Who Produces the Most Diamonds in the World?

Did you get engaged over the festive season or on Valentine’s Day? The sparkly new diamond decorating your finger probably came from one of these countries…

We hate to burst anyone’s bubble, but the truth about diamonds is that they’re not rare. At all. There’s a plentiful supply in various corners of the world, although not in the US funnily enough – which accounts for one third of global demand for this pretty gemstone. Over 120 million diamonds are mined from the planet each year, and there are also antique diamonds and lab-grown diamonds in circulation on a yearly basis too. So, sorry if you thought you were getting something really special – you still have the meaning behind the ring to enjoy though!

Anyway, if you’re a traditional bride who opted for a diamond engagement ring, the stone most likely came from…


In 2015 Russia, the largest country in the world, produced a mind-bending 41.9 million diamonds with an average carat value of $101. That’s over one third of the world’s yearly supply of diamonds! In second place was Botswana with 20.8 million diamonds, followed by the Democratic Republic of Congo with 16 million, Australia with 13.6 million and Canada with 11.7 million. The top 10 is rounded out by Angola (9 million), South Africa (7.2 million), Zimbabwe (3.5 million), Namibia (2.1 million) and Sierra Leone (0.5 million).


It’s important to note that not all diamonds in this list are created equal. Just because a country mines a lot of diamonds, it doesn’t mean they’re done so ethically. There’s no need to be concerned about diamonds from Russia, Botswana, Australia, Canada, South Africa, Namibia, and Zimbabwe. But if you hear of diamonds from the Democratic Republic of Congo, Angola or Sierra Leone (despite the impressive mining numbers), be wary. These countries have been through or are enduring ongoing civil wars, which means blood diamonds are a very prevalent problem.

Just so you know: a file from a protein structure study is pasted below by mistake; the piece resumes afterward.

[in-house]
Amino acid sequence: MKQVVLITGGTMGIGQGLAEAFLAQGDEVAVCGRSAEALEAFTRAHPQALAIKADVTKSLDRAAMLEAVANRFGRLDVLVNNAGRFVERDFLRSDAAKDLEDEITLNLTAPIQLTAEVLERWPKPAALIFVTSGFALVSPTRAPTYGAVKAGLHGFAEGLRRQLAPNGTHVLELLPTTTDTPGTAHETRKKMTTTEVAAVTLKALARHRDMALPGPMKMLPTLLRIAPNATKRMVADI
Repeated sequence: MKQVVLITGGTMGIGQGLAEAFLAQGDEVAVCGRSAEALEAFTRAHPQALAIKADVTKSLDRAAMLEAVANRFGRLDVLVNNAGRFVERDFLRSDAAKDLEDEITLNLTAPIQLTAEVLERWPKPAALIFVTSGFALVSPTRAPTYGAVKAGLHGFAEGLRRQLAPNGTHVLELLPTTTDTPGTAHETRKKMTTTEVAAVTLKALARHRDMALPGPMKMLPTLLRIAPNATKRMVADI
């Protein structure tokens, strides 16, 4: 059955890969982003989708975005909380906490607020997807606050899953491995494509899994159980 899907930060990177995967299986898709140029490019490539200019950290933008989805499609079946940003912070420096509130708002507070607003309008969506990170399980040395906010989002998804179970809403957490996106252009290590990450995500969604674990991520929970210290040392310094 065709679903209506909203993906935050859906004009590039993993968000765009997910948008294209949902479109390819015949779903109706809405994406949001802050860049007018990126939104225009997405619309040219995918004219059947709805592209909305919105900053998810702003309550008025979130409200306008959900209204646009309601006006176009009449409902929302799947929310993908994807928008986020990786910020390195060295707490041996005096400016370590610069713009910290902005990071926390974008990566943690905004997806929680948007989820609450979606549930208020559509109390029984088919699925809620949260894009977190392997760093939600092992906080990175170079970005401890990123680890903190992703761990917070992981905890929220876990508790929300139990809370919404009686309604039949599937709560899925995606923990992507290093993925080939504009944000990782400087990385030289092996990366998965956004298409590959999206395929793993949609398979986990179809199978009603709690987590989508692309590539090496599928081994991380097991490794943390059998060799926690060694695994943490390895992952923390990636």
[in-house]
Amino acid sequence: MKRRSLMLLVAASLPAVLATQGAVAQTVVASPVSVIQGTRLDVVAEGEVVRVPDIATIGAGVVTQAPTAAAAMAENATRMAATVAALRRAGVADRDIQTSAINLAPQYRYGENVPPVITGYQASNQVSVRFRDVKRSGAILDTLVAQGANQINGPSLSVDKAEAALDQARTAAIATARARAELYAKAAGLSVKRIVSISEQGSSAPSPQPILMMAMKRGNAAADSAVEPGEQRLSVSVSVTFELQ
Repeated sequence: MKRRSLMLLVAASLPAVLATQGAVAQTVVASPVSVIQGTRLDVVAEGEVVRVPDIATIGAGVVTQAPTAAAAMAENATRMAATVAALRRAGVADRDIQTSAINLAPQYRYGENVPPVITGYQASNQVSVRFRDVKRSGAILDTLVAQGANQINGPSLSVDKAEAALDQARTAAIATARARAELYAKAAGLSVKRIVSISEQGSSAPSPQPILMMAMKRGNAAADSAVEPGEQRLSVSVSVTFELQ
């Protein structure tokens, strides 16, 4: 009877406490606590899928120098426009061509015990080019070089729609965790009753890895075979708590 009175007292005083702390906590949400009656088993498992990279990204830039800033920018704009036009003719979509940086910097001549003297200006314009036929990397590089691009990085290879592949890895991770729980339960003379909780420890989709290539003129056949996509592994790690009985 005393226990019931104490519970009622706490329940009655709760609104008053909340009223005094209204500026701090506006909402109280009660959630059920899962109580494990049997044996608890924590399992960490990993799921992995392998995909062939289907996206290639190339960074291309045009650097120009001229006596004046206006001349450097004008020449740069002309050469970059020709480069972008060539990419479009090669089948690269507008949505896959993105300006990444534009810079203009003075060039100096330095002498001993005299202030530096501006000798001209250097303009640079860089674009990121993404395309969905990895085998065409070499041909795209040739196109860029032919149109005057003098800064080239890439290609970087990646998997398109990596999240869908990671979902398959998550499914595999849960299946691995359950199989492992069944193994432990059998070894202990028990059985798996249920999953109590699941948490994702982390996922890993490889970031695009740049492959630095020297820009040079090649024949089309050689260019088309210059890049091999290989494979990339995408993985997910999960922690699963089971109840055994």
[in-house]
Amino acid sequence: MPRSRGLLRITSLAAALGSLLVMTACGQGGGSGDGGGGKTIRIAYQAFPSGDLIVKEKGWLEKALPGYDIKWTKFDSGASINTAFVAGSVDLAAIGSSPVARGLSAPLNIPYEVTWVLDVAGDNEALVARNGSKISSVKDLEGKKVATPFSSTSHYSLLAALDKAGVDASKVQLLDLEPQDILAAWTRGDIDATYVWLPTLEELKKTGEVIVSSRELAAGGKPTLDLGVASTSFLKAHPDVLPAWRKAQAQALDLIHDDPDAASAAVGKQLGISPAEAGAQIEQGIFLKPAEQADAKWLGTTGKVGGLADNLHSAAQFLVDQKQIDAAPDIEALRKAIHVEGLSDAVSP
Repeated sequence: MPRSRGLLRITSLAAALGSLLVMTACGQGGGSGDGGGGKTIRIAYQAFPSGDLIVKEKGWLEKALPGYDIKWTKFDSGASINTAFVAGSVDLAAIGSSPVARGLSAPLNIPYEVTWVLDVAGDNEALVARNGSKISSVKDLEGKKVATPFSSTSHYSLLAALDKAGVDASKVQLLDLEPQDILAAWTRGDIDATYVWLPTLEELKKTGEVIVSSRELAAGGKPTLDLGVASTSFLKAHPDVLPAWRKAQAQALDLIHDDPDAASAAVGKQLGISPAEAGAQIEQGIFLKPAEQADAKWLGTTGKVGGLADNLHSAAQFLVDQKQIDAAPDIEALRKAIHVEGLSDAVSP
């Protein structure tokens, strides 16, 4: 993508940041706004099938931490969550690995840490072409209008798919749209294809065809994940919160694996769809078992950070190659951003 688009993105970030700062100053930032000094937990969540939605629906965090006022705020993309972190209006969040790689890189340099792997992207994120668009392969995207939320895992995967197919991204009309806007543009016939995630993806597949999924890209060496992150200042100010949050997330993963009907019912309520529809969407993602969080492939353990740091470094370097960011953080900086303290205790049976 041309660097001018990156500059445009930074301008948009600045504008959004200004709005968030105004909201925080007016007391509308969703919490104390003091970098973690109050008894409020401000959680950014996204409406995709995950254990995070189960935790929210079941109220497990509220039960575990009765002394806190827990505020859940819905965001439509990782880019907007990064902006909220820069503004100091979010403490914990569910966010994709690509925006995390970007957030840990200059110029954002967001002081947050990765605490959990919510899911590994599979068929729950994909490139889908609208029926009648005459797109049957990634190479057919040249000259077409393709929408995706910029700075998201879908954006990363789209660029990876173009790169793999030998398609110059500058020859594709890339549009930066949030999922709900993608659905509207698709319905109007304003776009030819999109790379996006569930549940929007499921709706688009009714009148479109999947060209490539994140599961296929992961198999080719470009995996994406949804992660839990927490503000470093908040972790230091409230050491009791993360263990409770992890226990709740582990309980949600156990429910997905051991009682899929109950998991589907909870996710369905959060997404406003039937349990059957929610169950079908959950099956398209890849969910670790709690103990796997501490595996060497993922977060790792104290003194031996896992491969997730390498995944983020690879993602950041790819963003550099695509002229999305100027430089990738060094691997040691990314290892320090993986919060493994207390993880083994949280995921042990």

Thankfully, most retailers in the developed world adhere to the Kimberley Process, which stops blood diamonds entering trade. It’s not a perfect solution, but it is much improved from 15+ years ago. And with more consumers looking for ethically sourced diamonds, there’s sure to be further improvement over the coming years. Russia, Botswana, Australia, Canada, South Africa, Namibia and Zimbabwe all have rigorous mining and exporting processes with the diamonds trackable from mine to finger.


So why do these countries have such a high concentration of diamonds? Because of geology! Diamonds form due to a combination of carbon dioxide, extremely high pressure and extremely high heat. This happens deep down in the mantle of the earth. They make their way closer to the surface (within mining distance) through volcanic eruptions, which produce kimberlite pipes through which the diamonds and a whole host of other stuff travels upwards at speed.

Southern Africa, Canada and most of the other countries on the list above have mountainous regions, which were formed by volcanic eruptions millions or billions of years ago. While they once were volcanoes, most are now just diamond filled mountains. Not all mountains are formed in the same way however, so that’s why the USA and other areas didn’t hit the jackpot.

Makes the story of your diamond engagement ring a little more interesting, doesn’t it?

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